Along the set bit width of FIG. 1, it comes to that the memory capacity is reduced to m/h times.

Validity of the round-off processing in the aforementioned static data precision conversion processing part is now described. FIG. 32 is adapted to illustrate the validity of the round-off processing in the data precision conversion processing part according to the embodiment.

When no round-off processing but truncation processing is performed, the following problem arises, for example: It is assumed here that data conversion of truncating lower bits of source data and employing only higher bits is applied to modulated data (including no DC component) of image processing, for example. In this case, data by higher bits obtained by truncating lower bits of modulated data disadvantageously contain DC components, and no desirable output signal can be obtained in image processing. The round-off processing is valid for solving this problem.

FIG. 32 illustrates correlation between data values and conversion ordinal numbers. The conversion ordinal numbers show the order of change of values of converted data obtained by converting data values along a prescribed procedure with reference to a variable i.

Referring to FIG. 32, the solid line indicates the case of expressing source data values in two's complement expression of a 12-bit length, dotted lines plotted with triangular marks show the case of performing 4bit right-shift processing on source data and thereafter truncating the figures below the decimal point, and dotted lines plotted with circular marks show the case of performing 4-bit right-shift processing on source data and thereafter rounding off the first decimal place respectively.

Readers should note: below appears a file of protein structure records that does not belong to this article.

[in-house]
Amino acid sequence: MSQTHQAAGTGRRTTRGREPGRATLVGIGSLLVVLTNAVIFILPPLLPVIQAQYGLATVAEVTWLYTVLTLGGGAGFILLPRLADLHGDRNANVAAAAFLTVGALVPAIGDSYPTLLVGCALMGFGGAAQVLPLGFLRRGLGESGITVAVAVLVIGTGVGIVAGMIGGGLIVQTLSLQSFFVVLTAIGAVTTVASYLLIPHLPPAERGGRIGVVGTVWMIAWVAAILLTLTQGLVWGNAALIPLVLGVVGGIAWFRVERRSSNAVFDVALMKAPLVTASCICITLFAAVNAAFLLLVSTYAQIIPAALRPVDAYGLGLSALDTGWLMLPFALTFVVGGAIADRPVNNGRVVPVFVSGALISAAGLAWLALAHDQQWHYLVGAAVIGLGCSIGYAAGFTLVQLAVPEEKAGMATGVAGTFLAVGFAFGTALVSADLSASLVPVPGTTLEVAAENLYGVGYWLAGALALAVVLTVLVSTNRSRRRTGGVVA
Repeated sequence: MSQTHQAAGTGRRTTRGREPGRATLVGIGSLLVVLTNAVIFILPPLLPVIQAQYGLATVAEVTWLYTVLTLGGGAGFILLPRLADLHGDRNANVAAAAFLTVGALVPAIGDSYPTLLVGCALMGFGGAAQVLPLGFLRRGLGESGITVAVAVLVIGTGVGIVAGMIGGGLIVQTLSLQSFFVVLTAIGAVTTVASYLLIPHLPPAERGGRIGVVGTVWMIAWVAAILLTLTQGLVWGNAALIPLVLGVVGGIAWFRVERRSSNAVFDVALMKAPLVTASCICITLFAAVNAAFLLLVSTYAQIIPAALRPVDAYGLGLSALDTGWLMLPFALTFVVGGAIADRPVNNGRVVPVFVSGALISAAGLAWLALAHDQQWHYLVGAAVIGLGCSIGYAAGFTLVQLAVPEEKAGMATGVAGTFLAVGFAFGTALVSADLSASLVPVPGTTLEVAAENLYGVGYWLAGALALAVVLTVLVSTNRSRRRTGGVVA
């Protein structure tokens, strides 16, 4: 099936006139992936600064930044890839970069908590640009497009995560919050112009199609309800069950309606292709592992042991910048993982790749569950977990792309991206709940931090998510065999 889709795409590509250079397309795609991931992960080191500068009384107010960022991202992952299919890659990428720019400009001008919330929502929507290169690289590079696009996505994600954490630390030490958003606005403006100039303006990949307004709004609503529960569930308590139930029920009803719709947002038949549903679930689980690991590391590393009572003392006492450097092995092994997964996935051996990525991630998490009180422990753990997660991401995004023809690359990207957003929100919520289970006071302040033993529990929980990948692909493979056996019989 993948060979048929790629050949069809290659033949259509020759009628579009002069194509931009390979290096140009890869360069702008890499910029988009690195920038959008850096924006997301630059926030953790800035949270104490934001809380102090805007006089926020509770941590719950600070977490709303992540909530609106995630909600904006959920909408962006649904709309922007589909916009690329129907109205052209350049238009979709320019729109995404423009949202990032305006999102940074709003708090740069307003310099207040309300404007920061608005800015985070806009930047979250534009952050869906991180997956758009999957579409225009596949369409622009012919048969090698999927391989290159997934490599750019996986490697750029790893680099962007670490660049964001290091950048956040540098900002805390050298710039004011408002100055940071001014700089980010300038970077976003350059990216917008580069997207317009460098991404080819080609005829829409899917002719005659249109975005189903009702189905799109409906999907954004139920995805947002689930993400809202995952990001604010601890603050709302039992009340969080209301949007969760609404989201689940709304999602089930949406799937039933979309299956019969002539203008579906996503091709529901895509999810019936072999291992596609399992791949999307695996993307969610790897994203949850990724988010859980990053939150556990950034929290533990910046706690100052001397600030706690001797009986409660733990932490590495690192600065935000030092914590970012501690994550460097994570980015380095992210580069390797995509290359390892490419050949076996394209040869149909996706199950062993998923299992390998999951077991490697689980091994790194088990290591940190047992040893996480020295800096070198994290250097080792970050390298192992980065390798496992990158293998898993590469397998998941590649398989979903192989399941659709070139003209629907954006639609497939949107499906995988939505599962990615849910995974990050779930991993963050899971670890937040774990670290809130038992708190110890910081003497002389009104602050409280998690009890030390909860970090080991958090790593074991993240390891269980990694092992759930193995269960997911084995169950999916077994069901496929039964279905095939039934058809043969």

As shown in FIG. 32, the truncated data (see the dotted lines plotted with the triangular marks) have no point symmetry with respect to the conversion ordinal number (=i) of the source data shown by the solid line. Namely, the dotted lines plotted with the triangular marks are distorted into shapes containing DC components which must have not been contained in the source data. The round-off processing is valid for solving this problem. As shown in FIG. 32, rounded data (see dotted lines plotted with circular marks) preserve the aforementioned point symmetry of the source data shown by the solid line.

Validity of clipping processing in the aforementioned static data precision conversion processing part is now described.

As to aforementioned data conversion truncating the higher bits of the source data and employing only the lower bits, only source data having a range defined by the bit number of the lower bits are employable. Consider that the source data is of 12 bits (two's complement expression) and only lower 8 bits are employed. In this case, the truncation processing is valid when the minimum and maximum values of the range of the source data are -128 and 127 respectively. When the range is out of the aforementioned one, however, values of the data after truncation are not uniquely determined. For example, four values of "000001010101 (85)", "010101010101 (1365)", "111101010101 (-171)" and "101001010101 (-1451)" cannot be independently identified. The aforementioned clipping processing is valid for solving this problem. When the clipping processing is employed, converted data are uniquely determined also when the range of the source data exceeds that defined by the bit number of lower bits with truncation of higher bits, whereby it is possible to solve such a problem that information processing is not correctly performed in the main processing part.

While non-data system signals are transferred through neither static nor dynamic data precision conversion processing part in each of the aforementioned embodiments, the same may alternatively be transferred through the processing parts. In this case, the non-data system signals are not processed in these processing parts (through-processed).

Although the present invention has been described and illustrated in detail, it is clearly understood that the same is by way of illustration and example only and is not to be taken by way of limitation, the spirit and scope of the present invention being limited only by the terms of the appended claims.

Patent Citations
Cited PatentFiling datePublication dateApplicantTitle